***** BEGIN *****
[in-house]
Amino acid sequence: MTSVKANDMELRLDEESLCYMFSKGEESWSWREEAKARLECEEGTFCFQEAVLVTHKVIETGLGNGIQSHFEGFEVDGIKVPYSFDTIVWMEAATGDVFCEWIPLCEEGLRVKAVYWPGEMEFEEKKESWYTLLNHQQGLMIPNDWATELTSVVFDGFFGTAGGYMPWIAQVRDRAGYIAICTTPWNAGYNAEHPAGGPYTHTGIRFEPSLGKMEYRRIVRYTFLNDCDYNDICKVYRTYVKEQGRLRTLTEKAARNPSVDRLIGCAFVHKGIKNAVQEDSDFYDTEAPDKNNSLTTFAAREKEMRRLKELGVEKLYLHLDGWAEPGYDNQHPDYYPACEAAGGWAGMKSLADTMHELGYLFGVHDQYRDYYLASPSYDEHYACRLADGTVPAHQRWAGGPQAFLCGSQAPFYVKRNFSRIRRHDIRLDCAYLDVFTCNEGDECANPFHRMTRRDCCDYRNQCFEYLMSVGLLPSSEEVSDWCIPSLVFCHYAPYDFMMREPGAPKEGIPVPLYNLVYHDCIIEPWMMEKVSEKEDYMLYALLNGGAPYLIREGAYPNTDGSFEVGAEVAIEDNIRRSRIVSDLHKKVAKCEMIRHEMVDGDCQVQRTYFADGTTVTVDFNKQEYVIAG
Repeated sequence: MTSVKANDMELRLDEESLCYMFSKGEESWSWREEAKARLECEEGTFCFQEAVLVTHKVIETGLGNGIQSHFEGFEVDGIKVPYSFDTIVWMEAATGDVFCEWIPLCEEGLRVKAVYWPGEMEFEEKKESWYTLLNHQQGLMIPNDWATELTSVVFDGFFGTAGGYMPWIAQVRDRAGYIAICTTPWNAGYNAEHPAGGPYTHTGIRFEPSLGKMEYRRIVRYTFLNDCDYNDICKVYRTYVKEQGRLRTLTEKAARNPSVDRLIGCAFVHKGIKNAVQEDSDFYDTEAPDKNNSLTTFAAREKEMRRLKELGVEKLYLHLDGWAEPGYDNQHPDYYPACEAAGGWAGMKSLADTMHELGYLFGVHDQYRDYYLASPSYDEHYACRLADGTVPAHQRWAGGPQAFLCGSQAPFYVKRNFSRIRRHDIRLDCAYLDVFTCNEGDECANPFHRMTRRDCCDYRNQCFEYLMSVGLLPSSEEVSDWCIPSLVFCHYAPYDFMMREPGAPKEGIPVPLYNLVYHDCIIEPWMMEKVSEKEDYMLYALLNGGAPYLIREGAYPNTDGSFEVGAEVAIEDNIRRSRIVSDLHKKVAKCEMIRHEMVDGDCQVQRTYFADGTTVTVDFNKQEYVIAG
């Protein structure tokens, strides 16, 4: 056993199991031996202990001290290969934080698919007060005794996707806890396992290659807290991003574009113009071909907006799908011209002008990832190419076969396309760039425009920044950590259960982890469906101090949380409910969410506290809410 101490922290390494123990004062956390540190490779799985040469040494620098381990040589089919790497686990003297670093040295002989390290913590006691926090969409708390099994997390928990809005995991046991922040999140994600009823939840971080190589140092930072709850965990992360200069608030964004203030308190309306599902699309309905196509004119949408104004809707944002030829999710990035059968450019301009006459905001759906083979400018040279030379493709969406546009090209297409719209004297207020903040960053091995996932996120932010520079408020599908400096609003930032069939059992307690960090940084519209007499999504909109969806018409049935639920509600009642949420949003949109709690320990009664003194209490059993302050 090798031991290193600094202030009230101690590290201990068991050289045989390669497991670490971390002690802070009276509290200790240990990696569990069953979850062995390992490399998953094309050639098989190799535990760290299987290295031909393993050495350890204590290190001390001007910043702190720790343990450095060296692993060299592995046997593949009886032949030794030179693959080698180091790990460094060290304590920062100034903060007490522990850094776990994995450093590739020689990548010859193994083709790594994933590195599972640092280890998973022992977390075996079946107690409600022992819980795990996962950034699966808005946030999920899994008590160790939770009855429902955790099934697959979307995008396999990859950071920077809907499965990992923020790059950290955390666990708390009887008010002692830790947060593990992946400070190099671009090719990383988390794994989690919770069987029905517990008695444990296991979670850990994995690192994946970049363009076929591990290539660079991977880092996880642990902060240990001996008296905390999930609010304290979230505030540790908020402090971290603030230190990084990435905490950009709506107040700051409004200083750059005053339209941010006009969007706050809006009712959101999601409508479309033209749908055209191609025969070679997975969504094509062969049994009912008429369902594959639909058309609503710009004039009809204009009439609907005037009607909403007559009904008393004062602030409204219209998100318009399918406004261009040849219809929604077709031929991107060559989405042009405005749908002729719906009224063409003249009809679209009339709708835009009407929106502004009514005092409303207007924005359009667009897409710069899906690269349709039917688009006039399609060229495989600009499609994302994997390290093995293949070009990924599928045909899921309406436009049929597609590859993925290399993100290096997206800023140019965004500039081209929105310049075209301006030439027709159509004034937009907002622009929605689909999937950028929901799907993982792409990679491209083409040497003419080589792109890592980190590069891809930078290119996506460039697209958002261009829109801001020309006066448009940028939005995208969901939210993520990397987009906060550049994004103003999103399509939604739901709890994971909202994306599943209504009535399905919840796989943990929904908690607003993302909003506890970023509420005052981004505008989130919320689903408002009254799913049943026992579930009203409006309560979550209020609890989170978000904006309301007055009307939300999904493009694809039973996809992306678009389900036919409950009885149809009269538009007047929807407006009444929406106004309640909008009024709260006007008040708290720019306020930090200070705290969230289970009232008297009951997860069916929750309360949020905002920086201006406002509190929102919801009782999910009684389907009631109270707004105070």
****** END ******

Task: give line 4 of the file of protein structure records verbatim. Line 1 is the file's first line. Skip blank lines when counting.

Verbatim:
């Protein structure tokens, strides 16, 4: 056993199991031996202990001290290969934080698919007060005794996707806890396992290659807290991003574009113009071909907006799908011209002008990832190419076969396309760039425009920044950590259960982890469906101090949380409910969410506290809410 101490922290390494123990004062956390540190490779799985040469040494620098381990040589089919790497686990003297670093040295002989390290913590006691926090969409708390099994997390928990809005995991046991922040999140994600009823939840971080190589140092930072709850965990992360200069608030964004203030308190309306599902699309309905196509004119949408104004809707944002030829999710990035059968450019301009006459905001759906083979400018040279030379493709969406546009090209297409719209004297207020903040960053091995996932996120932010520079408020599908400096609003930032069939059992307690960090940084519209007499999504909109969806018409049935639920509600009642949420949003949109709690320990009664003194209490059993302050 090798031991290193600094202030009230101690590290201990068991050289045989390669497991670490971390002690802070009276509290200790240990990696569990069953979850062995390992490399998953094309050639098989190799535990760290299987290295031909393993050495350890204590290190001390001007910043702190720790343990450095060296692993060299592995046997593949009886032949030794030179693959080698180091790990460094060290304590920062100034903060007490522990850094776990994995450093590739020689990548010859193994083709790594994933590195599972640092280890998973022992977390075996079946107690409600022992819980795990996962950034699966808005946030999920899994008590160790939770009855429902955790099934697959979307995008396999990859950071920077809907499965990992923020790059950290955390666990708390009887008010002692830790947060593990992946400070190099671009090719990383988390794994989690919770069987029905517990008695444990296991979670850990994995690192994946970049363009076929591990290539660079991977880092996880642990902060240990001996008296905390999930609010304290979230505030540790908020402090971290603030230190990084990435905490950009709506107040700051409004200083750059005053339209941010006009969007706050809006009712959101999601409508479309033209749908055209191609025969070679997975969504094509062969049994009912008429369902594959639909058309609503710009004039009809204009009439609907005037009607909403007559009904008393004062602030409204219209998100318009399918406004261009040849219809929604077709031929991107060559989405042009405005749908002729719906009224063409003249009809679209009339709708835009009407929106502004009514005092409303207007924005359009667009897409710069899906690269349709039917688009006039399609060229495989600009499609994302994997390290093995293949070009990924599928045909899921309406436009049929597609590859993925290399993100290096997206800023140019965004500039081209929105310049075209301006030439027709159509004034937009907002622009929605689909999937950028929901799907993982792409990679491209083409040497003419080589792109890592980190590069891809930078290119996506460039697209958002261009829109801001020309006066448009940028939005995208969901939210993520990397987009906060550049994004103003999103399509939604739901709890994971909202994306599943209504009535399905919840796989943990929904908690607003993302909003506890970023509420005052981004505008989130919320689903408002009254799913049943026992579930009203409006309560979550209020609890989170978000904006309301007055009307939300999904493009694809039973996809992306678009389900036919409950009885149809009269538009007047929807407006009444929406106004309640909008009024709260006007008040708290720019306020930090200070705290969230289970009232008297009951997860069916929750309360949020905002920086201006406002509190929102919801009782999910009684389907009631109270707004105070």